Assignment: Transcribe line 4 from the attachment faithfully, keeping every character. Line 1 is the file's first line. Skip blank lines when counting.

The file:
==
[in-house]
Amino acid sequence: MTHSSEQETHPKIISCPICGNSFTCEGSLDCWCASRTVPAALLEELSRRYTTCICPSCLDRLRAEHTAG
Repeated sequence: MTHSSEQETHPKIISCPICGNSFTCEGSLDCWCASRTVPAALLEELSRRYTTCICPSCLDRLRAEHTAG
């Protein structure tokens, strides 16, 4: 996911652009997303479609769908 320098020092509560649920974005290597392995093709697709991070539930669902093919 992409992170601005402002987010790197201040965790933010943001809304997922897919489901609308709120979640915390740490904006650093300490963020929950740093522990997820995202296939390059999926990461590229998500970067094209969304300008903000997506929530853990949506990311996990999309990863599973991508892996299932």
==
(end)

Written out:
């Protein structure tokens, strides 16, 4: 996911652009997303479609769908 320098020092509560649920974005290597392995093709697709991070539930669902093919 992409992170601005402002987010790197201040965790933010943001809304997922897919489901609308709120979640915390740490904006650093300490963020929950740093522990997820995202296939390059999926990461590229998500970067094209969304300008903000997506929530853990949506990311996990999309990863599973991508892996299932």